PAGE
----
I stopped for lunch and to take some calls at Boeing Field. While I was eating my sandwich, a US Navy P-8 rolled out of the Boeing military ramp to head off on test. With Seattle on a southerly flow, the P-8 needed to taxi the length of the field for departure. It came past me so the sandwich had to take a pause while I got a couple of shots.
Prior to take off, they carried out a rejected takeoff and backtracked for the real departure. One a sunny day like this, the heat haze looking that far up the field is pretty bad so not real chance to get a good shot. The departure itself was a lot better. By the time it rotated, it was close enough to mean the haze, while still present, was a lot less troublesome. As soon as it climbed out, the problem went away. Its interesting that the low light angles of the winter are already being replaced with a transition to the harsher high sun but it is still worth being out.
One of my regular bike routes takes me over the hills between Redmond and Bellevue on the SR520 bike trail. This parallels the highway and provides a good route to get to the lake (although the climbs can be a bit tiring on the legs). As you get up to the highest point on the crossing, you pass a new footbridge. The light rail system is being extended to Redmond and there is going to be a station up here by the Microsoft campus. Part of the construction is a new footbridge across the highway to allow passengers to also access the campus on the other side of the road.
The bridge is being finished up at the moment so isn’t open for use – the light rail will open to this location in 2023. It is well advanced though. They have some interesting artwork decorating the interior of the bridge. I stopped to get some shots of it while out on a ride. You might suggest I needed a rest after making the climb but there is not evidence to support that hypothesis!
In the run up to Christmas, I got to photograph the Asia Pacific Airlines Boeing 757 freighter while it was being used to supplement capacity for UPS. Prior to that, I had noticed it was operating a circular route from Seattle to LAX to Honolulu and back to Seattle. This seems to have started again. With a nice forecast for a Saturday morning and it due in early in the morning, I figured I would head out and get some shots in the nice morning light.
The jet was projected to be in to SeaTac at around 7:25 so I left a little before 7 to try and be there. The forecasts on the sites are often a bit optimistic but I still took my breakfast with me rather than risk missing out. I got to my intended location just coming up on 7:25 and, as I pulled in to the lot, I saw a Korean Air Cargo 747-8F on final approach to the inner runway. I grabbed the camera and, while it would be backlit, figured I would get a bonus. I took the shots and then looked on the iPad to see where my jet was.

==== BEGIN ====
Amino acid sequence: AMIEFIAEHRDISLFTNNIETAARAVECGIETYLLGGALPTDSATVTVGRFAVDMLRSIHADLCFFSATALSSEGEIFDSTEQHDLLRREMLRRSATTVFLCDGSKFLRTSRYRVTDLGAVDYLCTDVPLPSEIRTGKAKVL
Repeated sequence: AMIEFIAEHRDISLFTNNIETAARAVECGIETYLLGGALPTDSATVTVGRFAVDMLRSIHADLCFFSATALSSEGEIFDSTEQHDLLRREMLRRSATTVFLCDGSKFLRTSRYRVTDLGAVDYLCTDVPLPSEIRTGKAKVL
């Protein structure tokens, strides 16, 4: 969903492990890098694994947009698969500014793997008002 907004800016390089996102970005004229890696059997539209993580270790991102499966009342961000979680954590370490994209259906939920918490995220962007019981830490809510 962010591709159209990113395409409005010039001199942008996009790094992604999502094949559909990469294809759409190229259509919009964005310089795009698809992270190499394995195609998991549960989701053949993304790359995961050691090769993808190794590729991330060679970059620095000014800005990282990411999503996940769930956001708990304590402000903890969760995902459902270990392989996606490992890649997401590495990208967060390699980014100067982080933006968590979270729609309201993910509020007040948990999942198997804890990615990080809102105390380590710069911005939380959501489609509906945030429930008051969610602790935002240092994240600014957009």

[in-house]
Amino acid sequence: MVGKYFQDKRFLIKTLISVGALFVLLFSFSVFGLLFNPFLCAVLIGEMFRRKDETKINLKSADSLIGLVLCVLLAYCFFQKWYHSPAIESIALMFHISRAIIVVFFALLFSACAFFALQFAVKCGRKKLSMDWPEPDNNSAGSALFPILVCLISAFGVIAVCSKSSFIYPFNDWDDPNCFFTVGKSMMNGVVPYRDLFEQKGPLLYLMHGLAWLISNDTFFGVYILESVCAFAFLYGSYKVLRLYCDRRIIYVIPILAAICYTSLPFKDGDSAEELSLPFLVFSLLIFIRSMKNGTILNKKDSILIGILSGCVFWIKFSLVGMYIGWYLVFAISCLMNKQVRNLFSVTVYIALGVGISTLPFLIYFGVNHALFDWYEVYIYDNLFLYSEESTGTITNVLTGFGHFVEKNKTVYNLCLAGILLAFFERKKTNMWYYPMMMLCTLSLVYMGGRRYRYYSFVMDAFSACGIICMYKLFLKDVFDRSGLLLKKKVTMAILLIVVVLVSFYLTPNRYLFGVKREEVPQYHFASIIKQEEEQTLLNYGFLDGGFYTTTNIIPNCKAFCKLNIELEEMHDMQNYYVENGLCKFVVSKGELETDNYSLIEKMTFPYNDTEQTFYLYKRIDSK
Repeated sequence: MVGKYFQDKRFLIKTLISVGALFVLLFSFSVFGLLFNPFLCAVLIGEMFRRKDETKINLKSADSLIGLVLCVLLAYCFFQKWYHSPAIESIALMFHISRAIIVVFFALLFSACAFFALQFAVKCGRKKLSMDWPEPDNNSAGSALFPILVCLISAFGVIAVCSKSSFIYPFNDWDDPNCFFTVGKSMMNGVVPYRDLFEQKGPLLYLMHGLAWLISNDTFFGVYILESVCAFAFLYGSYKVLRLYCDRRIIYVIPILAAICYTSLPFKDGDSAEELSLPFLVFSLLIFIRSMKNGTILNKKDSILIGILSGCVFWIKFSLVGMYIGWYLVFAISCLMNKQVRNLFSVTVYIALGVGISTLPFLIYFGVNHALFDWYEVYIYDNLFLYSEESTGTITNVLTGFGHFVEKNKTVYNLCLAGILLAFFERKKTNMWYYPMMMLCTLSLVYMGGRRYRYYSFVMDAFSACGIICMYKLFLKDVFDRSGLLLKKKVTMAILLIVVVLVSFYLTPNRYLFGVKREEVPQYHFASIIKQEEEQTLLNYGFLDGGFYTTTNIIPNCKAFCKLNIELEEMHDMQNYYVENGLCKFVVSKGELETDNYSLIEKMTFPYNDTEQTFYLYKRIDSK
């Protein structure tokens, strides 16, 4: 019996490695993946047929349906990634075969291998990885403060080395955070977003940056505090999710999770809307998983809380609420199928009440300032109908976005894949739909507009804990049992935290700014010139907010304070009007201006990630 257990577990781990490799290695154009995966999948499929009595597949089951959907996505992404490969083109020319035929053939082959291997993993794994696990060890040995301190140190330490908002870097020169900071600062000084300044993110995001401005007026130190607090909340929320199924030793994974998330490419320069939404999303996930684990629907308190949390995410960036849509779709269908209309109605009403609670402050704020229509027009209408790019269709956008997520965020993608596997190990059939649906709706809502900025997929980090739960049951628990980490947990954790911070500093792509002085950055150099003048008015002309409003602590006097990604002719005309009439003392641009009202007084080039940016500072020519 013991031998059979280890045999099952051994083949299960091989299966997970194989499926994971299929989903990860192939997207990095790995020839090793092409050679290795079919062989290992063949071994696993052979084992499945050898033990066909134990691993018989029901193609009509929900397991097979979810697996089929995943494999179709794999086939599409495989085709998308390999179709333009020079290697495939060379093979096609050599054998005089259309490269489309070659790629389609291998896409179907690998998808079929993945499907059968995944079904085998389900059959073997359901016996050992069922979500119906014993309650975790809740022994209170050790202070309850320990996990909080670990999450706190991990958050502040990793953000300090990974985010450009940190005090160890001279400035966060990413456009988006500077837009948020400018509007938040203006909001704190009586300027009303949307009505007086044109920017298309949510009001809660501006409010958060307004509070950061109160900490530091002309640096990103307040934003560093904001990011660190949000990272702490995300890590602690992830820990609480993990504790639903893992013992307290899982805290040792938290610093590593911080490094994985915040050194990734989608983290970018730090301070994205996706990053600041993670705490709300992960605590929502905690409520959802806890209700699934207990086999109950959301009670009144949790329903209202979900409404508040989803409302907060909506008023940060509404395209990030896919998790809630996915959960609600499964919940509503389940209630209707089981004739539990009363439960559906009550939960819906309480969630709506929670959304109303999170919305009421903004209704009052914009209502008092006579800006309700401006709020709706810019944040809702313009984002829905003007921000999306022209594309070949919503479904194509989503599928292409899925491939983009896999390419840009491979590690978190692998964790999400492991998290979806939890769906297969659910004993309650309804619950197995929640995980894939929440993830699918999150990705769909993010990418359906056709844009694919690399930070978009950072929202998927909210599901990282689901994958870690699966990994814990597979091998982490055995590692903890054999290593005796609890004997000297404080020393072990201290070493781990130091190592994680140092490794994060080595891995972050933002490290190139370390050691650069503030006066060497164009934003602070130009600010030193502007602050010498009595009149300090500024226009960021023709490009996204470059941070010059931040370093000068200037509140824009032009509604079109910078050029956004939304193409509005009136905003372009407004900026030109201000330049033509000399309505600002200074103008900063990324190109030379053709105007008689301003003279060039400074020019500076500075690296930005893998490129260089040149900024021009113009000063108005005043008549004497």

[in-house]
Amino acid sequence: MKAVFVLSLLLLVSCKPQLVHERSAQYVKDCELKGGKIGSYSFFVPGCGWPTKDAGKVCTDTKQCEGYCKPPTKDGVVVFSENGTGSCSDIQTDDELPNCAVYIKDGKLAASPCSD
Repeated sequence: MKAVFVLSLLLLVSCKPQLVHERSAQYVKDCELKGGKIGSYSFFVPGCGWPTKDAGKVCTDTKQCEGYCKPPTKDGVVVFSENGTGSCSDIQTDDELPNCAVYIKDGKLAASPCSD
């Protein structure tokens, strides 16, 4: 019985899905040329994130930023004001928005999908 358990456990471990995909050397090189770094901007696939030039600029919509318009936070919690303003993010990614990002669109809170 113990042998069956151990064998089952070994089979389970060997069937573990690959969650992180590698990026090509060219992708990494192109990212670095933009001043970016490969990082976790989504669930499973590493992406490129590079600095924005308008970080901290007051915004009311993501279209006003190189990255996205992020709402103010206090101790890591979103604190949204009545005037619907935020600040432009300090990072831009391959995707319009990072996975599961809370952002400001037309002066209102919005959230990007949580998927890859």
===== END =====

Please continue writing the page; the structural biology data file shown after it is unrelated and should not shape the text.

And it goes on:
An ad ran on the app for about 30 seconds which was annoying but I finally managed to search on the jet. Apparently, it was right there. It was almost directly behind me. I had intended to walk up the hill to get past the tree line. Instead, I just turned and shot as it passed through the one gap in the trees I had. Crap! If I hadn’t looked at the 747, I would have been fine. I went all that way and only got a side on shot. The light was really nice too! What a dope. Maybe there will be another opportunity – we shall see.
The weather may have been highly variable for my visit to Nisqually National Wildlife Refuge, this did have a side benefit. Lots of rain followed by sudden sun means a good chance of a rainbow. That is exactly what we got. The rainbow was very wide and flat which I assume is a function of the sun angle at this time of year. It looked pretty unusual and very cool so I figured I would share it here!
The evening departure of the C-32 was covered in this previous post. I hinted then about the arrival of some of the passengers. I’m not sure where they had been visiting but they returned Ina. Three ship of Black Hawks. Some of those who had been around earlier in the day had seen the departure and apparently it followed the same process.
The three ship of Black Hawks flew downwind on the west side of the field having approached from the south. They then turned to final in a stream, descending to a lower level and flying the length of the runway prior to setting down near the fire station and close to the awaiting C-32. Since it was late in the day, the light on them was really nice once they were over the field (conversely, they were seriously backlit while downwind).